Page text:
Jean Compagnon was born on October 26, 1916, at Saint-Germain en Laye.
He attended Saint-Cyr between 1934 and 1936, he chose the cavalry and served in the 4th Hussar unit, within which he participated in the May-June 1940 battles, on horseback and on bikes.
Within the Foreign Legion, he participated in the Tunisian campaign when the French African army, led by the Foreign Legion, resumed fighting. The young officer, commander of the cavalry squad of the 1st Foreign Calvary Regiment at Fès, becoming leader of the armoured car squad in Tunisia, showed, once more, the adaptation capacity of the Foreign Legion, as rapidly as the battle was close. This resumption of fighting was harsh though glorious. Worth mentioning among the battles are: the attack, on January 19, 1943, of 17 German tanks, including the first “Tiger”, which appeared at the front, and was stopped by the legionnaires; among whom was Lieutenant Compagnon.
After having fought at Lorraine, Jean Compagnon was transferred to General Leclerc’s headquarters, in January 1944, within which he participated in the Normandy battle and in the Liberation of Paris.
He distinguished himself during the Liberation battles as officer in the 2nd Armoured Division, in the 2nd AD headquarters, and later on in the 12th Armoured Division and in the 501st RCC. After the breakthrough towards the Vosges, in November 1944, he became the commander of a tank squadron of the 12th Armoured Division. His tanks were the first to enter Strasbourg and fight in front of the Kehl Bridge on November 23, 1944. Wounded at Alsace, in January 1945, convalescent, he retook the command of the 3rd tank company of the 501st RCC on April 23, 1945, within which he ended the war by fighting, on May 4, 1945, the last battle of the 2nd AD at Inzell in front of Berchtesgaden.
After the war, he served in Indochina and Algeria. He was appointed commanding officer of the 1st RHP and commanded the 11th Parachute Division. He ended his career as major in the 3rd RM from 1973 to 1976.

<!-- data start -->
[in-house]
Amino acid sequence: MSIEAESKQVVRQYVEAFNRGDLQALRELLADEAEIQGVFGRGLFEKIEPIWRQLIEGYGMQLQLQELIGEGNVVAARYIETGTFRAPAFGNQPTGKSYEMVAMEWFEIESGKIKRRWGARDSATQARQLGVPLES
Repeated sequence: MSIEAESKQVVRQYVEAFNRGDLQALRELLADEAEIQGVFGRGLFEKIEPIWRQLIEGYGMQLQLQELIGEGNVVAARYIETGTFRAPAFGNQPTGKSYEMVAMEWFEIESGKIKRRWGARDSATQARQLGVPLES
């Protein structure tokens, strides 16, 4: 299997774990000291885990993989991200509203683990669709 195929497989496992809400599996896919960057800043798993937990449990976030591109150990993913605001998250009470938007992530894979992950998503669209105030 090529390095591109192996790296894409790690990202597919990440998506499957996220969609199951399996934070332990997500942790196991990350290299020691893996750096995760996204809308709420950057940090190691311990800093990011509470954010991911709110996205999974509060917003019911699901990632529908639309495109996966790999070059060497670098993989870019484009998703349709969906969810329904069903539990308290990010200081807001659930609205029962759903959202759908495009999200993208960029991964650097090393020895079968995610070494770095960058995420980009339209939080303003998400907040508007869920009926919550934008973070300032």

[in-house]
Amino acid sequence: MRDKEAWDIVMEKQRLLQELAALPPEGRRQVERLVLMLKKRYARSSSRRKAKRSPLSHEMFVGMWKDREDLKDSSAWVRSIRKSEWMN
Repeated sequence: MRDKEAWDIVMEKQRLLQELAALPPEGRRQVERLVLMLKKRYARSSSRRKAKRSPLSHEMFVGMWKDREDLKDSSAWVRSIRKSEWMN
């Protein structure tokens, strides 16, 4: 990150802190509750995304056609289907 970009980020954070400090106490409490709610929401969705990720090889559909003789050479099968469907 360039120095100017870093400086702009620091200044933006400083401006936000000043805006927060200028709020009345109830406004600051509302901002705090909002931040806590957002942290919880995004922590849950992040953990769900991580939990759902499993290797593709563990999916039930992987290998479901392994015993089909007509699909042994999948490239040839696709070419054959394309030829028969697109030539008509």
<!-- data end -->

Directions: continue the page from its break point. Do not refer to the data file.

After he left the active service, in 1976, he started the career of columnist and historian. He is the author of a biography of Leclerc which references, "Leclerc, maréchal de France", and several works on the Normandy Landing.
From 1994 to 1995, during the commemoration of the golden jubilee of the Liberation of France, he wrote articles, organized conferences and participated in several radio and television programmes on the Normandy battle and the Liberation of Paris and Strasbourg.
In 2006, he published his testament book "Ce en quoi je crois".
On Thursday November 4, 2010, this outstanding officer, with an glorious profile, passed on to meet his arms buddies who had gone earlier. His funeral took place on Wednesday, November 10, 2010, at the St Louis Cathedral of Disabled Persons, Paris.
Commended 11 times, including 6 in the army order, wounded four times, General Compagnon was holder of the Grand Cross of the Legion of Honour, Grand Cross of the National Order of Merit, Second World War cross, Overseas Operations cross, and the Military Valour cross. He was equally decorated as Knight for his services to education, held an aeronautics medal, among a host of other awards.